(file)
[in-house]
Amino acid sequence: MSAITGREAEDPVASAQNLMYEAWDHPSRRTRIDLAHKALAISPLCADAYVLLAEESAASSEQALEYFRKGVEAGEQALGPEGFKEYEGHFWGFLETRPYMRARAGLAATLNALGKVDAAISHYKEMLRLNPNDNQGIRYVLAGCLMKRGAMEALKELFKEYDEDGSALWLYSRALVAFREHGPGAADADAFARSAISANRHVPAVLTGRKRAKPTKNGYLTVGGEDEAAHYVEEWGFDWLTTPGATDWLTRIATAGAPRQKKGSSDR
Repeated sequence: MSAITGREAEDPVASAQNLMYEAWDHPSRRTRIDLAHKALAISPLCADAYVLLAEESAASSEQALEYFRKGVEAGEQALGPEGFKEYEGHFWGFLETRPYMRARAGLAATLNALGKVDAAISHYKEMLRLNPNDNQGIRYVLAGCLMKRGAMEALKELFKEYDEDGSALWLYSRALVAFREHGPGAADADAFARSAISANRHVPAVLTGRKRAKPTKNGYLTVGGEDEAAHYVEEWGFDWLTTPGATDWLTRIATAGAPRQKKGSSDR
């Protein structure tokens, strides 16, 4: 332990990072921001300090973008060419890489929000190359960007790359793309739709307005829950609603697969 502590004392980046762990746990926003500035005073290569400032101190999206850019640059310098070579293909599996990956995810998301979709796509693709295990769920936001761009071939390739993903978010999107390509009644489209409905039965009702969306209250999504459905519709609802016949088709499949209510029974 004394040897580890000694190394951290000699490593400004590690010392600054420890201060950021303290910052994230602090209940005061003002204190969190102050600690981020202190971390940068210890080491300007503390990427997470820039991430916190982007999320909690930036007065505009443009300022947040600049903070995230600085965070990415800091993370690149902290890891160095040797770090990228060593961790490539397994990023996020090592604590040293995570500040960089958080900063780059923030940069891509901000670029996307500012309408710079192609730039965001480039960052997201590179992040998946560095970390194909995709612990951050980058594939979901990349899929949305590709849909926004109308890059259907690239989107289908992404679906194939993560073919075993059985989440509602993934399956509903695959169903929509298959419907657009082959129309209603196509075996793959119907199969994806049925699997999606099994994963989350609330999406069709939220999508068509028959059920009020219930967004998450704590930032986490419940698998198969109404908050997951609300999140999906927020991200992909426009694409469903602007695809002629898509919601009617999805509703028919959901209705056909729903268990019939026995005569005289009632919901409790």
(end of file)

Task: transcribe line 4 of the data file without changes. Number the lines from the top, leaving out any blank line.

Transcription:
């Protein structure tokens, strides 16, 4: 332990990072921001300090973008060419890489929000190359960007790359793309739709307005829950609603697969 502590004392980046762990746990926003500035005073290569400032101190999206850019640059310098070579293909599996990956995810998301979709796509693709295990769920936001761009071939390739993903978010999107390509009644489209409905039965009702969306209250999504459905519709609802016949088709499949209510029974 004394040897580890000694190394951290000699490593400004590690010392600054420890201060950021303290910052994230602090209940005061003002204190969190102050600690981020202190971390940068210890080491300007503390990427997470820039991430916190982007999320909690930036007065505009443009300022947040600049903070995230600085965070990415800091993370690149902290890891160095040797770090990228060593961790490539397994990023996020090592604590040293995570500040960089958080900063780059923030940069891509901000670029996307500012309408710079192609730039965001480039960052997201590179992040998946560095970390194909995709612990951050980058594939979901990349899929949305590709849909926004109308890059259907690239989107289908992404679906194939993560073919075993059985989440509602993934399956509903695959169903929509298959419907657009082959129309209603196509075996793959119907199969994806049925699997999606099994994963989350609330999406069709939220999508068509028959059920009020219930967004998450704590930032986490419940698998198969109404908050997951609300999140999906927020991200992909426009694409469903602007695809002629898509919601009617999805509703028919959901209705056909729903268990019939026995005569005289009632919901409790």